Therefore it is necessary to make the dog more self-confident and thus feel safer. But even here you have to be careful not to do something wrong. One more tip to get another dog to such a fearful dog, it should have a good effect on him. The other dog should be older and very confident (not necessarily dominant). A younger dog will probably imitate an older one, so that, one day, this will be a solution to anxiety problems.
So first of all, let’s pay attention when we get a puppy. Later in adolescence he will be less self-confident. Because of the race, it can be very dangerous. In addition, it should be noted when buying a second dog that he is new and thus also less confident. Not all fearful dogs try to avoid. Very many of them, in situations that create anxiety, move forward. And then the other one comes after him. It is better to work on an individual dog’s anxiety problem first. It is obvious that this should be done by pressure, but responsibly, through appropriate signals.
The passion to destroy.
This is also sometimes a sign of fear or a tendency to dominate. Here, too, something can be changed, but not with force and shouting, but with expertise and maturity. Stifling (bullying).
It happens very often in group play. Whether for puppies, young or adult dogs such groups lead to stifling. Such individuals should be met with an appropriate response so that they learn that "bullying" is the privilege of the handler (alpha) only, who m.in. separates individuals and controls situations to minimize pack conflicts.
Briefly about the so called. "Killers". In this case, it is essential to show the dog other, non-confrontational routes to its destination. Both to claim the right to make decisions and the very leadership of the pack. "Killers" differ in their basic motivations, which must be identified through corrections and their roots eventually removed. This should be the basis of any corrective behavior.
The right feeling, expertise, consistency of the handler are essential for success. We humans must learn to understand the dog in order to be able to give it the right signals. Dogs raised by unnecessary, inadequate pressure will never be sufficiently obedient in a critical situation.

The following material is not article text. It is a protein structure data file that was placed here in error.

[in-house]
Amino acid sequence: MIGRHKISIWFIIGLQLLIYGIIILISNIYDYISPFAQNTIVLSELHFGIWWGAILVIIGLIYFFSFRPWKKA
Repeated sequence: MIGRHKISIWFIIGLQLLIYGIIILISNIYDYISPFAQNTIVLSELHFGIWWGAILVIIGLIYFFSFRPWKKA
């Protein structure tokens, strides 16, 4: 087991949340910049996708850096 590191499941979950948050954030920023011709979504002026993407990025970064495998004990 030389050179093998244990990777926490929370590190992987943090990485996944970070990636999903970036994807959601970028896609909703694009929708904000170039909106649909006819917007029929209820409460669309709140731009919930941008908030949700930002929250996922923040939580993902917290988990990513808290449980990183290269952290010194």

who is the boss?
1. Whether he lets himself be asked for something repeatedly or ignores us completely when he wants something from us, we always respond to the invitation to stroke, feed, play and are always ready to go outside immediately.
2. He has his own place in the house where he can stay and lie down and none of us can disturb him there. He walks in front of us up the stairs and through the door. He lies down in important passageways and doorways and does not get up without a clear command. He expects us to step over him.
3. Receives as the first meal, and we only symbolically get what is left over to be satisfied. He can eat any food in the house but he vigorously defends himself against giving it to anyone. We adapt, "because you don’t take food away from your dog".
4. Marks the territory outside, but also often in the house, which may also be an expression of lack of cleanliness.
5. He or she dominates us with their constant striving to assert their position, e.g. stands still in front of us and forces us to walk over or around him.
6. Confirms his position by going out for a walk i.e. pulls on the leash and leaves his master behind and makes him wait when he has something interesting to investigate on his way.